Ask the Veterinarian/dog peeing


I have a soon to be 3 year old Morkie, not neutered ( I don't believe in it - I am a responsible dog owner) We can not get him to stop peeing in the house. (We also have a 90 pound un-neutred mutt - they are the best of friends and I just had a baby) We got him at 8 weeks and we lived in an apartment - which made it challenging - I tried everything to potty train him.  We moved into a house and I thought perfect we will potty train again and it will be easier with the doggie door.  But we are still having potty issues. And they seem to be getting worse.  It used to be that he would just do it at night - so we left the light on outside thinking he didn't want to go in the dark by himself, or he would do it when we were gone, then it was he would potty in the house for like 3 weeks and then 1 week he would't potty in the house - almost like a PMS/menstral cycle.  He used to only do it at night or when we were gone but now I will walk out of a room and then come back a little later and he's peed in there, and a lot of times its right by the doggie door.  I have never seen him pee in the house - I feel like if I could see him do it I could correct it - he knows he's not suppose to I can look at him and he knows when I go to get the cleaner out that I found where he peed.  I've tried everything - treats, no treats, kennel timeouts, scolding, staying outside, pheromones, ignoring it, showing it to him, the list goes on.  I know some of it is marking his territory - I'm just wondering if there is any way to correct that without neutering? He does potty outside too, the majority is outside.

Hi Elle,
Congratulations on your new baby. Sleep while you can.:-)

I am going to try and answer your question as tactfully as I can, and that won't be easy for me as a vet tech (vet tech = pet advocate).

First of all, your statement "not neutered ( I don't believe in it - I am a responsible dog owner)" is an oxymoron in the world of pets.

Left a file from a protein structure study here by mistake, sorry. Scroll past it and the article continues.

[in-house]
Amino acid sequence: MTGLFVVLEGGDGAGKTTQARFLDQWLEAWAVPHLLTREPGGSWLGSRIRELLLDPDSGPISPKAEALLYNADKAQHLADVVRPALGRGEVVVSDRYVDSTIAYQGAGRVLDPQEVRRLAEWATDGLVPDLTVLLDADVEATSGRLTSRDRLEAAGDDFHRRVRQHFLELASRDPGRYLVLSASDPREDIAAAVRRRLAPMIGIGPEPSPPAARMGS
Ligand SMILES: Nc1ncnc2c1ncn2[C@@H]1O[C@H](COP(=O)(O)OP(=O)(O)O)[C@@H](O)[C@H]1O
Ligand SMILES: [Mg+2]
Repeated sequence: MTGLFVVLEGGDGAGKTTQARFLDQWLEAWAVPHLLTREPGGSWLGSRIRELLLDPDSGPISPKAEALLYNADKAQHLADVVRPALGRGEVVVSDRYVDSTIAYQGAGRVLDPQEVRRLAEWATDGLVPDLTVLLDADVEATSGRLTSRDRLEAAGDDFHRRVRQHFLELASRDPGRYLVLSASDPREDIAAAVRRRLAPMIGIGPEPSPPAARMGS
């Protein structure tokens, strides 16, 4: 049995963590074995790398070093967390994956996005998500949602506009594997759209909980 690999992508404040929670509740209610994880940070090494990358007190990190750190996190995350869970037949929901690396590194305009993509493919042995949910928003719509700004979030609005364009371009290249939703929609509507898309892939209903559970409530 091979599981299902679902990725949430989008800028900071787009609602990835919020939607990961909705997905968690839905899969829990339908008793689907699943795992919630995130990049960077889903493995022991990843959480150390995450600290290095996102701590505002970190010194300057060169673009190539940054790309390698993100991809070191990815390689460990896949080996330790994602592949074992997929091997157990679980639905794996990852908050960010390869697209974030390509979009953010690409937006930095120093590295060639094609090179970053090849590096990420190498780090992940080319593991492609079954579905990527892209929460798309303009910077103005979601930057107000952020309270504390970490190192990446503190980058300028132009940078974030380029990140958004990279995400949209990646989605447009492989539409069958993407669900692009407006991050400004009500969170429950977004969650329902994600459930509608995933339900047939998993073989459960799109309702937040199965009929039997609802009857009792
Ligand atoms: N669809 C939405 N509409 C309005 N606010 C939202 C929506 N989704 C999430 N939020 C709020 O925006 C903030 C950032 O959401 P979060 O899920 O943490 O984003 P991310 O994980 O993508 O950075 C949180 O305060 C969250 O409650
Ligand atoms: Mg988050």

While I truly believe that you don't let your dogs run loose all over impregnating other dog owners bitches that are not spayed, the fact is that RESPONSIBLE  owners are the ones that do spay and neuter their pets- no other options. Unless they are purebred show dogs that will be used for breeding, then anything less is not being responsible.  You stated that both were mixes. So that's not the issue here.

Now, having said that, your dogs will NOT stop peeing all over simply because they are not neutered. They have no reason NOT to pee all over. That's a fact.  

Outside they smell much, much more than you or I can. They can smell a dog in heat three miles away- good reason to lift a leg all over the place right there. They can smell other dogs- neutered or not, in the neighborhood - more reasons to lift legs all over the place.

Yes they are marking territory left and right. And it will not stop. They have a full range of hormones that will keep them marking, marking, marking. They have no reason (in their minds) to stop. They are driven by instinct and that is driven even more by hormones.  

Did you know that over 65% of dogs that are hit by cars are un-neutered males seeking bitches in heat 3 miles away or more? Fact.

Did you know that un-neutered males have a much higher rate of prostate cancer, cancers of the rectum, peritoneum, colon and even breast cancers? Fact.